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Idrisid Dynasty
De facto independent part of the Abbasid Caliphate

Idrissid Empire, 788–974 CE, showing modern boundaries
Capital Fez
Language(s) Classical Arabic, Berber languages
Religion Shi'a Islam
Government Monarchy
Historical era Mediæval
 - Established 780
 - Disestablished 974
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The Idrisids (Arabic: الأدارسة‎) were a Zaydi Arab [1] Shia[2][3][4][5][6][7] dynasty in the western Maghreb ruling from 788 to 985, named after its first sultan, Idriss I.



The founder of the dynasty was Idris ibn Abdallah (788–791), who traced his ancestry back to Ali ibn Abi Talib and his wife Fatima, daughter of the Prophet Muhammad. As a sharif Shiite he was persecuted by the Abbasids and fled to the Maghreb in 786, where he was taken in by the Berbers. Since the Maysara uprising against Arab rule (739–742), the authority of the Caliphate in North Africa had been compromised; the new kingdom of Idris I represented the second autonomous Islamic state in Morocco, and the first in Iberia.

Idrisid coin, minted at al-'Aliyah, Morocco, 840 CE.

His son Idriss II (791–828) developed the area of Fez, already colonised by his father, as a royal residence and capital. Through the settlement of refugees from Kairouan and Andalusia the city quickly became the focus for the Islamification of North Africa: compare the rise of Islam in North Africa. At about the same time, an alternate summer capital Basra was constructed and named after the famous city in southern Iraq.

The realm was also extended through campaigns into the high Atlas Mountains and against Tlemcen, with the result that the Idrisid state became the most significant power in Morocco, ahead of the principalities of the Bargawata, the Salihids, the Miknasa and the Maghrawa of Sijilmasa.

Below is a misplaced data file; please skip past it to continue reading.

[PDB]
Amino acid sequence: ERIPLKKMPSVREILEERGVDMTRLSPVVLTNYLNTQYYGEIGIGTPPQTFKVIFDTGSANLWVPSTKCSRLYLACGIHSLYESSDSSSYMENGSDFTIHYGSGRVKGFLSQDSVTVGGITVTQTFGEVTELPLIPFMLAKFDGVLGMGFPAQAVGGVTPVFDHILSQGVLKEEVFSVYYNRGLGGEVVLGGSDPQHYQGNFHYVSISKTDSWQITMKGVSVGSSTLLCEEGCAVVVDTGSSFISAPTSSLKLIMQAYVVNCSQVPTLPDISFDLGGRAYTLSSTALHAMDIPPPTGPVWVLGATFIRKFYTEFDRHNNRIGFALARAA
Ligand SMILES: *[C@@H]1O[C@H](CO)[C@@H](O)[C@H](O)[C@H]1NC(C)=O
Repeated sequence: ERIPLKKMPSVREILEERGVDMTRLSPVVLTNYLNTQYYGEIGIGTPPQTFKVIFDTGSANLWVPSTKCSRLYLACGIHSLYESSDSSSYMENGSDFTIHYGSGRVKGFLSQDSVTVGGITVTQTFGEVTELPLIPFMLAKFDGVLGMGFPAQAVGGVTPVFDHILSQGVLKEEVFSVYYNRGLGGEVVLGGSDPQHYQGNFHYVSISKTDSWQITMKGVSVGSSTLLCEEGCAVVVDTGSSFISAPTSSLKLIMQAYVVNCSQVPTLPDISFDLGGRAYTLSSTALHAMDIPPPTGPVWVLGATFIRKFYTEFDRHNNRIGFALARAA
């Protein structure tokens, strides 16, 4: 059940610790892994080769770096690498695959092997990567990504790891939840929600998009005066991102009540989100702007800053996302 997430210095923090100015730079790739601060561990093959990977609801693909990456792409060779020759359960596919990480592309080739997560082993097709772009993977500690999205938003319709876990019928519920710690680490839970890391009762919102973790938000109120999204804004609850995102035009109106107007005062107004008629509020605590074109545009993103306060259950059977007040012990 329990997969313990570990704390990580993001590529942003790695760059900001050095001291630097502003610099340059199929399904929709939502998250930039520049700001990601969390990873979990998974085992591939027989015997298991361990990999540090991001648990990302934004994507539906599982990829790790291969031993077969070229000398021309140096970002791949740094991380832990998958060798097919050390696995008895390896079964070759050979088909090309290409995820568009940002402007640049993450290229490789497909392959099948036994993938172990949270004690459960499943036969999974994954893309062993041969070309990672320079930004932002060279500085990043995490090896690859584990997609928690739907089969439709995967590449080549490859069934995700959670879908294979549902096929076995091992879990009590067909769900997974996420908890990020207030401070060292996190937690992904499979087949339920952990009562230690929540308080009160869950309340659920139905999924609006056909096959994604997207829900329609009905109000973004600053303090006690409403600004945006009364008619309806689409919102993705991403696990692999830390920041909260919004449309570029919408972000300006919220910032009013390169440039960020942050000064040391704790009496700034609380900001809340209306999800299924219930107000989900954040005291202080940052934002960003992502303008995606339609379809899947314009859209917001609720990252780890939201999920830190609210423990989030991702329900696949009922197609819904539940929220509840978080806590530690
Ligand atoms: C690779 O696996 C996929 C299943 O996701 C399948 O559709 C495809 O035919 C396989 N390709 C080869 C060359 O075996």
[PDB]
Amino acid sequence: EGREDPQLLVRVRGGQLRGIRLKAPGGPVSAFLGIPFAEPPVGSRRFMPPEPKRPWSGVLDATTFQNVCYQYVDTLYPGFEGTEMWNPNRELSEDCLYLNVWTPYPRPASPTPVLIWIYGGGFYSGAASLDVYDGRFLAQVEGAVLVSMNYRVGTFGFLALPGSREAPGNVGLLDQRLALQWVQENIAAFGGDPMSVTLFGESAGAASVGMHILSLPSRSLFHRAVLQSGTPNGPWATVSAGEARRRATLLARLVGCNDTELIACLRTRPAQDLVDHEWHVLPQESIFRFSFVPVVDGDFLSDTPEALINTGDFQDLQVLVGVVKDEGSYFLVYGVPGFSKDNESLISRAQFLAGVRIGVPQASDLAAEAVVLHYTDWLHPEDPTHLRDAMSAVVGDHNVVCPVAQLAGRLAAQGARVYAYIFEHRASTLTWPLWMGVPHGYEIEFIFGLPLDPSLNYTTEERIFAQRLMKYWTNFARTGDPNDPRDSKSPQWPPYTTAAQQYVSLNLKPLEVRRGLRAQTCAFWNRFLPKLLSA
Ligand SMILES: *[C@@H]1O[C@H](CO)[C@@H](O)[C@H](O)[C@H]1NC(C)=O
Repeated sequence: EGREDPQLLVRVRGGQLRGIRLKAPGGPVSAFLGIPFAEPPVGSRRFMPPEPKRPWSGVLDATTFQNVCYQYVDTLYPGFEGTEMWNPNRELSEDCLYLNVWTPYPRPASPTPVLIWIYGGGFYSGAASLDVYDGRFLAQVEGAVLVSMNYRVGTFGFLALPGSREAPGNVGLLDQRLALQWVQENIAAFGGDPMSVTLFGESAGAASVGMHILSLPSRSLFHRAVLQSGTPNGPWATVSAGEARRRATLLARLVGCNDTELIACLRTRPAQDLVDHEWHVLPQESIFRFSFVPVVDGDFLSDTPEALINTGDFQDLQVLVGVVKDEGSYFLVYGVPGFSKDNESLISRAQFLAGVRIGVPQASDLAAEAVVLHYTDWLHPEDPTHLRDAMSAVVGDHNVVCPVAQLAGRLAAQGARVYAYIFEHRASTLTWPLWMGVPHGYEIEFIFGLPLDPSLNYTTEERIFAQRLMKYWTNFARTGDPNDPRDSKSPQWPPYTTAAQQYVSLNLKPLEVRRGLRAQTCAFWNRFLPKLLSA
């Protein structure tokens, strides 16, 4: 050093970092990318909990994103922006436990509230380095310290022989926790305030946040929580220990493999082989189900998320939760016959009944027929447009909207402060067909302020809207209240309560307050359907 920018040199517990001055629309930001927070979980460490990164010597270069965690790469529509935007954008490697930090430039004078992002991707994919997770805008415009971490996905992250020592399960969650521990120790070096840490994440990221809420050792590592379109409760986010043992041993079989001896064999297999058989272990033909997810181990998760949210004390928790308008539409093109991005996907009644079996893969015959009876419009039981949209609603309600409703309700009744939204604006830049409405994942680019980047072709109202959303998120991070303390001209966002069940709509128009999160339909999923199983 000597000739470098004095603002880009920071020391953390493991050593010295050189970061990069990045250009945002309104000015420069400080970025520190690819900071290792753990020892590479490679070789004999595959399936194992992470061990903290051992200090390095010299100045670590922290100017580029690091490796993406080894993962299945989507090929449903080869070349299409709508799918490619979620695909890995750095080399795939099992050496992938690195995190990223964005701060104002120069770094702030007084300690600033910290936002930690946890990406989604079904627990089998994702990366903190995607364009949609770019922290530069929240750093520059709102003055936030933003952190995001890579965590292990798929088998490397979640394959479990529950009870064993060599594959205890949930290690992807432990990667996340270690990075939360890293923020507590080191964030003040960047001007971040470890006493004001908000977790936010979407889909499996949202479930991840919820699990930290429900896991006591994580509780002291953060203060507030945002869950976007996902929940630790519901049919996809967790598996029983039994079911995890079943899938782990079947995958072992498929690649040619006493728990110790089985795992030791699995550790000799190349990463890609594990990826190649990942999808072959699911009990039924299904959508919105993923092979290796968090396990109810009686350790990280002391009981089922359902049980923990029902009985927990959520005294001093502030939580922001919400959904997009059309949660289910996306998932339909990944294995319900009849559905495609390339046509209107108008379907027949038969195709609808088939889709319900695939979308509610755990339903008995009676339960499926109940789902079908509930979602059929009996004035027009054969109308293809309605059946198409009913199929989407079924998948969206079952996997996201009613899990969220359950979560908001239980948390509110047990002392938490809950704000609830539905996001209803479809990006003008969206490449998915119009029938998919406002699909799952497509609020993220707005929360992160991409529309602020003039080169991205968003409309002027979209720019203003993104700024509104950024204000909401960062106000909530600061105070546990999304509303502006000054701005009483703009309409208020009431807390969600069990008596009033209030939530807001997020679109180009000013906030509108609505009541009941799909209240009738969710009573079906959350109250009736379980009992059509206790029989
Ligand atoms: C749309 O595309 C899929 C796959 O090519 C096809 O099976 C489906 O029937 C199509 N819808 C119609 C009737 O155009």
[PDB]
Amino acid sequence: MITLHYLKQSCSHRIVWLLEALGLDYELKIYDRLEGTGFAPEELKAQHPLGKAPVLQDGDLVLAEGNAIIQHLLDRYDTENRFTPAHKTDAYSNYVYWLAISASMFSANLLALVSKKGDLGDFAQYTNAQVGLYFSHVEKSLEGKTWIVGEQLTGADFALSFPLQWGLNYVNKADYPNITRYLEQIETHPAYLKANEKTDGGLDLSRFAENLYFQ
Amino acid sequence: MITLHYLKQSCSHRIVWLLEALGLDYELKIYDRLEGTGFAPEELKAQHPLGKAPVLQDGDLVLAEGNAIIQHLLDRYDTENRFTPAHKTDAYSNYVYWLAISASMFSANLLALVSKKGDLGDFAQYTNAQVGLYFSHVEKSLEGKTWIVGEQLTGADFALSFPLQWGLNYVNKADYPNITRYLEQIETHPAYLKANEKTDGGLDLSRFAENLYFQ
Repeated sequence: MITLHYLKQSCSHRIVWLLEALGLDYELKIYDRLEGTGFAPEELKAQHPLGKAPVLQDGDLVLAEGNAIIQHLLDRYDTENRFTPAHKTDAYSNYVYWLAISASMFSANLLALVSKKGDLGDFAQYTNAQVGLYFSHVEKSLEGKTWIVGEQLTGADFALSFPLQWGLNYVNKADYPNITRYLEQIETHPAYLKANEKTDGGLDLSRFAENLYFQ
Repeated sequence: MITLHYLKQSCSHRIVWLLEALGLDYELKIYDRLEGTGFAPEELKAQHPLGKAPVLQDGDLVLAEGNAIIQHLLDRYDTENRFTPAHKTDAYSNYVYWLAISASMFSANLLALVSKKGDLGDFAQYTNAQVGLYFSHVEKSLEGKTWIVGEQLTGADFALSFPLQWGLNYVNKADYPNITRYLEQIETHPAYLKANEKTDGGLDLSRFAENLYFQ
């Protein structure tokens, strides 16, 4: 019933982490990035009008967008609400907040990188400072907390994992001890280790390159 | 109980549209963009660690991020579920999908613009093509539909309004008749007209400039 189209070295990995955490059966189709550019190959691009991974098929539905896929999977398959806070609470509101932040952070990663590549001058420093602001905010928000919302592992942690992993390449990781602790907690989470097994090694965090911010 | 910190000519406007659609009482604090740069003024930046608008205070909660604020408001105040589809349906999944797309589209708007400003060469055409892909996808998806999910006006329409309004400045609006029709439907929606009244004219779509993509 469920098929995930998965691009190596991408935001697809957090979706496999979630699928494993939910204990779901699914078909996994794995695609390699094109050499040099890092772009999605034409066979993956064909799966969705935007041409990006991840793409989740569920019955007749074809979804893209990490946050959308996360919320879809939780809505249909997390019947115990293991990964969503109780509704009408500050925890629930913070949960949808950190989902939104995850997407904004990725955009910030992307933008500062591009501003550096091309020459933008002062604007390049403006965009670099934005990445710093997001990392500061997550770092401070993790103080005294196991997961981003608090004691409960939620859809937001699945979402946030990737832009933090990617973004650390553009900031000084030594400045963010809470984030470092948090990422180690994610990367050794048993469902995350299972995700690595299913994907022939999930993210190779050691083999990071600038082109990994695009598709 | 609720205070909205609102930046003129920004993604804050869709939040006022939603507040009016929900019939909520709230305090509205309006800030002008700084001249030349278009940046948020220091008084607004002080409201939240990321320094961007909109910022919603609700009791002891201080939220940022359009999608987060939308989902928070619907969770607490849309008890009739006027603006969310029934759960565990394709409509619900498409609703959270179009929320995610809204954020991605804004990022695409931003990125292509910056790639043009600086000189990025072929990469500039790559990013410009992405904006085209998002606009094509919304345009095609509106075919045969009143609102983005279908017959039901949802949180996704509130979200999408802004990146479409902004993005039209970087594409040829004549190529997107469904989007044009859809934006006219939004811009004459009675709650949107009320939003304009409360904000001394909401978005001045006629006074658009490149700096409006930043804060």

Under Muhammad (828–836) the kingdom was divided amongst eight brothers, whereby several Idrisid statelets formed in northern Morocco. This led to intensified power struggles and the weakening of the Idrisids. Even when the realm was reunified under Yahya IV (904–917), it still lost significance through internal strife and attacks from the Fatimid dynasty aided by their local Miknasa allies.

After defeats by the Fatimids in 917–920 the Idrisids were driven from Fez and control given to the Miknasa. Hassan I al-Hajam managed to wrest control of Fez for a couple of years but he was the last of the dynasty to hold power there.

Only with the support of the Caliphate of Cordoba could the dynasty subsequently hold out against the Fatimids and their allies. After 926 the Idrisids abandoned Fez for good and withdrew to the valleys of the Rif mountains, where they had a stronghold in the fortress of Hajar an-Nasar. They were also protected to some extent by the reluctance of tribal elders to wipe out entirely the local descendants of the Prophet Muhammad's family.

The last Idrisid made the mistake of switching allegiances back to the Fatimids, and was deposed and executed in 985 by the Caliphate of Córdoba


Notes and References

  1. ^ Hodgson, Marshall (1961), Venture of Islam, Chicago: University of Chicago Press, pp. 262  
  2. ^ Ibn Abī Zarʻ al-Fāsī, ʻAlī ibn ʻAbd Allāh (1340), Rawḍ al-Qirṭās: Anīs al-Muṭrib bi-Rawd al-Qirṭās fī Akhbār Mulūk al-Maghrib wa-Tārīkh Madīnat Fās, ar-Rabāṭ: Dār al-Manṣūr (published 1972), pp. 38  
  3. ^,  
  4. ^ Introduction to Islamic theology and law, By Ignác Goldziher, Bernard Lewis, pg.218
  5. ^ Encyclopedia of Religion and Ethics, Part 24, By James Hastings, pg.844
  6. ^ The Idrisids
  7. ^ Shi'ah tenets concerning the question of the imamate


See also

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